Two years ago, the United States Supreme Court stated in an opinion that the five-year statute of limitations for the SEC to seek civil monetary sanctions began from the date of the fraudulent act, as opposed to when the SEC discovered the fraudulent act. In doing so, the Court rejected the discovery rule.
The discovery rule extends the statute of limitations because it provides that the statute does not begin to run until the party brining the claim discovers the wrongdoing. For example, if the fraud happened 10 years ago, but was discovered yesterday, the SEC would have had five years from yesterday to bring a claim against the fraudster. Applying the Supreme Court’s rule noted above, the SEC would be out of luck to bring a claim for civil penalties.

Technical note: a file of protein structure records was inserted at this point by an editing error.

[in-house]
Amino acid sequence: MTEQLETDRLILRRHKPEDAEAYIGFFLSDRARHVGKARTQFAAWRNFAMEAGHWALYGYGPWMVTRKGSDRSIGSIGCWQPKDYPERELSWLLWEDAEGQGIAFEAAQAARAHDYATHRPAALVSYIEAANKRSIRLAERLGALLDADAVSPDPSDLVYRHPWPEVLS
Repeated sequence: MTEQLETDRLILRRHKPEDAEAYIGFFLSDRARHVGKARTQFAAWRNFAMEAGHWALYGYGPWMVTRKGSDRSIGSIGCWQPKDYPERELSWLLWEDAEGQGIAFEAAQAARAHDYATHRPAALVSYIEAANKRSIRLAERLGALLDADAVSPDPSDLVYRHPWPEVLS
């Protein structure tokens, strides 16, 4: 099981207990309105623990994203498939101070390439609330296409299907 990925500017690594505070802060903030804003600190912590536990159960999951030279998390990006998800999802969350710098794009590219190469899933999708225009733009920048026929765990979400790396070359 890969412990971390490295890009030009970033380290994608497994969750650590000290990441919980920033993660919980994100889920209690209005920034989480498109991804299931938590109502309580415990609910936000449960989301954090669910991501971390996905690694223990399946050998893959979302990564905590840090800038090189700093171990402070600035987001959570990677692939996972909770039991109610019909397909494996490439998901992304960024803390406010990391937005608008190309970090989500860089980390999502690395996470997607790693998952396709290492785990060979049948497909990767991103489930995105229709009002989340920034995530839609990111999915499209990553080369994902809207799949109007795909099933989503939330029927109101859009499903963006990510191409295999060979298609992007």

This week, Senator Reed of Rhode Island introduced a bill that would extend the SEC’s statute of limitations from five to 10 years. Applying this new limitations period, the above-referenced scenario would fall within the time in which the SEC could act.
The logic behind extending the limitations can be seen as a way to insulate the impact of the Court’s decision and the absence of the discovery rule. In other words, it extends greater protection to investors who are the victim of a fraud.
Under the new proposed limitations period, the SEC would have twice as long to uncover a fraud to seek civil monetary penalties. The moral of the story; if you are committing securities fraud be prepared for the SEC to have more time to come after you. Better yet; don’t engage in fraud.